Ricketts signs carbon sequestration law for ethanol plants, producers

Nebraska Governor Pete Ricketts has signed a new law allowing ethanol plants to sequester carbon.

He tells Brownfield the legislation creates the legal and regulatory framework to sequester carbon in a geological structure. “What that means is that ethanol plants can take their carbon dioxide and store it in the ground and improve their carbon footprint,” he says. “That means that for example if you’re using E30 in your vehicle, you’re going to have a lower carbon footprint than an electric vehicle.”

Mike Flood, a Republican from Norfolk, introduced the bill that allows geologic storage only if a storage operator obtains a permit from both the commission and the Environmental Protection Agency’s Underground Injection Control program.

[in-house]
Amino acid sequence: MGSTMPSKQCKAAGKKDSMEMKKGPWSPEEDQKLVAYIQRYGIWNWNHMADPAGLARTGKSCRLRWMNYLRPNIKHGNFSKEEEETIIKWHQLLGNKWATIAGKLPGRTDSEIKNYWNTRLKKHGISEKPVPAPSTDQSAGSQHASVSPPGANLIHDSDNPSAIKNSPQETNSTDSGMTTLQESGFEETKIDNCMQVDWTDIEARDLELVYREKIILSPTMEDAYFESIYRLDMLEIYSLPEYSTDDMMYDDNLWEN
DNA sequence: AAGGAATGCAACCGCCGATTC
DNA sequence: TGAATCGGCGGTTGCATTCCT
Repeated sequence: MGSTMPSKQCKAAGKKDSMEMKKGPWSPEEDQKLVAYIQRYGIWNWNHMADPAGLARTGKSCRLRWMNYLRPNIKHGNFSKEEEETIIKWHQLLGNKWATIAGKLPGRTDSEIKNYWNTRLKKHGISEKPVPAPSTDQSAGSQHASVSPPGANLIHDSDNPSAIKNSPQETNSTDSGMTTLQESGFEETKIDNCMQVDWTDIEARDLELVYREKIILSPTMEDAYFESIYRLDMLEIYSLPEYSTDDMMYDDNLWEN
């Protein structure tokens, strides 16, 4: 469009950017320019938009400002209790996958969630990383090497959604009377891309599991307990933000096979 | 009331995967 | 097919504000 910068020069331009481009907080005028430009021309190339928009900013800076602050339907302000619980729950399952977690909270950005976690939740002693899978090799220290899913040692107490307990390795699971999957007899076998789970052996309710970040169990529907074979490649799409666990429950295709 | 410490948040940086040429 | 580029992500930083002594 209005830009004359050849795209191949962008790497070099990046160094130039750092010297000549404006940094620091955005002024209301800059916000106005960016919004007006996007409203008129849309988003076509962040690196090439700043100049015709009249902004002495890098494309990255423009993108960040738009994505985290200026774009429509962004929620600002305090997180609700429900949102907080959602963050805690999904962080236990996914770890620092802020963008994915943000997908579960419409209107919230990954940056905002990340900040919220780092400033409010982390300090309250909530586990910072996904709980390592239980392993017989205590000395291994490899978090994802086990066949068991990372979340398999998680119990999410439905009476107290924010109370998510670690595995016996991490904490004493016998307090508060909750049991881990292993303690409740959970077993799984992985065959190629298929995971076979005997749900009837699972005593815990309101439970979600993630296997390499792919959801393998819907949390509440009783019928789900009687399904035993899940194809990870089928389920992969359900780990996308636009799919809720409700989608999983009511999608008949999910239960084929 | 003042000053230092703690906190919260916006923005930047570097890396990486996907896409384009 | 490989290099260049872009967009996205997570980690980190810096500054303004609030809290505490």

Before the commission issues a permit, it would hold a public hearing and consult with the state Department of Environment and Energy and the federal permitting authority.

Ricketts says the bill creates additional markets for the state’s ag products. “That’s really exciting and again that’s part of the innovation that’s going on in the industry to help make sure drivers are saving money at the pump and cleaning up the environment and of course it’s great for our farmers and ranchers.”

Ricketts made his comments after a press conference Friday celebrating state ethanol production.

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